Advancing New Innovations of Managing HIV/AIDS and Climate Change through Diary Goats
Biodiversity Conservation for Rural Development-Uganda (BCRD-Uganda) is a community-based organization (CBO) registered in 2008 with Kisoro District Local Government. BCRD-Uganda engages rural farmers, indigenous and minority groups in community-based projects to improve their lives and promote conservation. Our geographical focus is the Albertine Rift Region, a biodiversity hotspot that is faced with many challenges like climate change effects, abject poverty, gender-based violence, natural resource degradation, human-wildlife conflicts and other challenges in this region that we are working hard to alleviate.
The project seeks to promote a revolving diary goat scheme to improve the health and economic status of PLWHA (people living with HIV/AIDS) in Nyakabande Sub-county, Kisoro District, and contribute to combating climate change. The £2,499 project funds will be used to empower 50 PLWHA from Mbabazi and Twizere HIV Groups in diary goat management as well as procure 34 diary goats and distribute to trained members. The project will basically: (i) Build the capacity of women through training courses and demonstrations on better animal and soil management practices (ii) Provide inputs that will enable households to improve production and productivity for improved household incomes and environmental sustainability; and (iii) create awareness for improved health and the ABC (Abstinence, Being faithful and Condom-use) strategy of preventing HIV/AIDS. With experienced and motivated staff, the project will be a learning project for future up-scaling to other organizations, communities and regions.
Mushroom production and value addition project
This project, implemented by Youth Empowerment in Enterprise Development (YEED), seeks to increase incomes among mushroom producers and other stakeholders by establishing a vibrant development agenda to generate and promote technological options that will enhance the production and marketability of mushrooms to meet local, regional and international markets. This project will continue work previously carried out on the development of a locally produced mushroom soup. Currently the mushroom soups eaten in Uganda are imported from South Africa and India. There is high demand for a new Ugandan soup product (Tiiko soup) with a brand name "Chillo" and it is anticipated that the mushrooms produced from this project will help to meet this demand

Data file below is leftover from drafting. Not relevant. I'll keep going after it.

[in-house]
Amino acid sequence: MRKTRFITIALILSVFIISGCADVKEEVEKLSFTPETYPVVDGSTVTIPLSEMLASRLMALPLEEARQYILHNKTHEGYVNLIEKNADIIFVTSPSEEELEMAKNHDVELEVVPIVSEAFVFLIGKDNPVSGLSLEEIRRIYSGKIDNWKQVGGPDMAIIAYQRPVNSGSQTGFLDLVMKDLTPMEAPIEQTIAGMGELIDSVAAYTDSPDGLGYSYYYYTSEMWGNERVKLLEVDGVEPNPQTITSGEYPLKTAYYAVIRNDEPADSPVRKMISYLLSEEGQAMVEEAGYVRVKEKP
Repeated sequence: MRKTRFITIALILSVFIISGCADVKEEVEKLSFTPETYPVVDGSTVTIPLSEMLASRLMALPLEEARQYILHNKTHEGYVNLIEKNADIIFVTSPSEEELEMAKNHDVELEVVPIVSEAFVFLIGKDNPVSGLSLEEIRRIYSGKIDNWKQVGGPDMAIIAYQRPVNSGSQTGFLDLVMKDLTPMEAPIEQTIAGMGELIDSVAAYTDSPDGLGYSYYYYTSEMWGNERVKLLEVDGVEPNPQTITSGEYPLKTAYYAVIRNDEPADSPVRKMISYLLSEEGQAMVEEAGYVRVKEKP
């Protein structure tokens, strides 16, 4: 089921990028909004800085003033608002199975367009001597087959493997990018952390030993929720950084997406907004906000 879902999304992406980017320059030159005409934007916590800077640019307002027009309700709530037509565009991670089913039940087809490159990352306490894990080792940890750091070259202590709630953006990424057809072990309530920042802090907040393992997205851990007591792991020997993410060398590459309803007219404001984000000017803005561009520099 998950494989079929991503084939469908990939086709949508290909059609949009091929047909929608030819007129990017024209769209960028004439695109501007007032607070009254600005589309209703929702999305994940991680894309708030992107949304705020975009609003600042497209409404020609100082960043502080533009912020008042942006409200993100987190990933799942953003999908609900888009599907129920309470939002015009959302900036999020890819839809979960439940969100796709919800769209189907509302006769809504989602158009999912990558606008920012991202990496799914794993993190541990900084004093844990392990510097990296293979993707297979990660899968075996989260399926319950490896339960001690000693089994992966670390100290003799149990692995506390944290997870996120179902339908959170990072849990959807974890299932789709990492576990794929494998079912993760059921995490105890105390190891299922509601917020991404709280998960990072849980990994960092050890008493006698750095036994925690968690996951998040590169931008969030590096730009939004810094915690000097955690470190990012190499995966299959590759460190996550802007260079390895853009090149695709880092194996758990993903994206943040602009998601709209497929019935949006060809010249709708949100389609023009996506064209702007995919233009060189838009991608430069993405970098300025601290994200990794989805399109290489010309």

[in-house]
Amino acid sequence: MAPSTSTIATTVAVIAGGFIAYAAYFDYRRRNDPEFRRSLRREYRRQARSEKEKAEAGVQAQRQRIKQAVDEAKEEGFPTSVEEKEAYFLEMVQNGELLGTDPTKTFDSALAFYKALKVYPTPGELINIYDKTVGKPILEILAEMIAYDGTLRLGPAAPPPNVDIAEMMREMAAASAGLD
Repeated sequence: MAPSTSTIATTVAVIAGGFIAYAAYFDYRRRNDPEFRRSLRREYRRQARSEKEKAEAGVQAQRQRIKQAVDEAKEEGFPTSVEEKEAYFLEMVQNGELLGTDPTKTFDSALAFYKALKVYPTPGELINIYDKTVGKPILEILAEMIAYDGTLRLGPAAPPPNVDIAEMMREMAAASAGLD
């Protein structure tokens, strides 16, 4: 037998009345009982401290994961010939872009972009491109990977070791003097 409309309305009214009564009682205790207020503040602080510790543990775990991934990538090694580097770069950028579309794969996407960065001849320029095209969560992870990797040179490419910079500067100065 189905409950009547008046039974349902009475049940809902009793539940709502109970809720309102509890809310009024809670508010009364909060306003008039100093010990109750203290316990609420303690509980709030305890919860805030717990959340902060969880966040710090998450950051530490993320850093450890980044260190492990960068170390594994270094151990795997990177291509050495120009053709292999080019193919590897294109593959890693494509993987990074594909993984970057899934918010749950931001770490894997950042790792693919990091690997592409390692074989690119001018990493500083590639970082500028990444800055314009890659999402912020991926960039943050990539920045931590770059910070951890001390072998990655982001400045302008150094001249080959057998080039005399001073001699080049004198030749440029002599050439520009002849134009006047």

We have supported three groups, Mon-Bunyu (Mon-bunyu in the local Acholi dialect means "women smiles") women empowerment group (2007), Oryang Ojuma Women project and Giligili Women beekeepers (in 2008). These groups with over 80 members have over 150 local and wooden beehives. They have been collaborating with different institutions and organisations, as a result they have demonstrated great success in terms of increased honey production, knowledge acquisition and overall poverty alleviation. Since inceptions, the 3 groups have earned over 3.5 million Ugandan Shillings (approximately £1,100) from the sale of honey and other bee products. As a result, poverty amongst rural beekeepers has reduced and their living conditions and livelihood status improved.
More importantly, members of these 3 project groups came together and founded the Acholi Beekeepers Cooperative Society. This will help them and other beekeepers work together, enhance their capacity, improve the marketing of honey and other bee products and assit in certifying their bee products with fair trade organisations. This Cooperative is registered and plans are underway to affiliate it to the national Beekeepers body. Beekeepers in other villages are also being mobilised to access membership.
During January 2010, these groups pulled their resources and with funding support from another donor conducted 3 days residential training for over 178 beekeepers from the whole Kitgum region. Among the topics conducted were; cost benefit analysis, book keeping, honey bees, the colony, bee behaviour, apiary management , hive colonization methods, the enemies of bees and pest management, how to construct protective equipment, using locally available materials, honey harvesting and hive inspection ,honey processing and marketing.
Community managed revolving fund/micro-credit schemes were established from honey sales and these are providing micro-credit loans to the farmers to expand on their entrepreneurial activities. This revolving fund will adopt effective micro-finance facilities for the beekeepers in 2010.
Commercial and Conservation Ox-Farming Project
Omega farmers group, Gulu District, lost many of their livestock, tools and other property in the recent civil war. This project is intended to help members of the farmer group generate substantial income and thereby improve their food security and socio-economic status through increased food productivity using commercial and conservation ox-farming methods.
Due to the lack of tools, farmers only have access to hand hoes and it has been noted that farmer are often late to plant crops which leads directly to a decrease in productivity. This project aims to help overcome this situation by providing eight oxen along with appropriate training in ploughing techniques and animal care. To ensure efficient use of natural resources and combat environmental degradation, beneficiaries will be trained in sound ecological principles such as afforestation and soil fertility management.
Income will be generated through the project by hiring out the oxen to other community residents. This income will form the community revolving fund to purchase more oxen, ploughs and carts which will be distributed to other groups in the District. The project will initially provide direct benefits to 200 members of the Omega Farmers Group.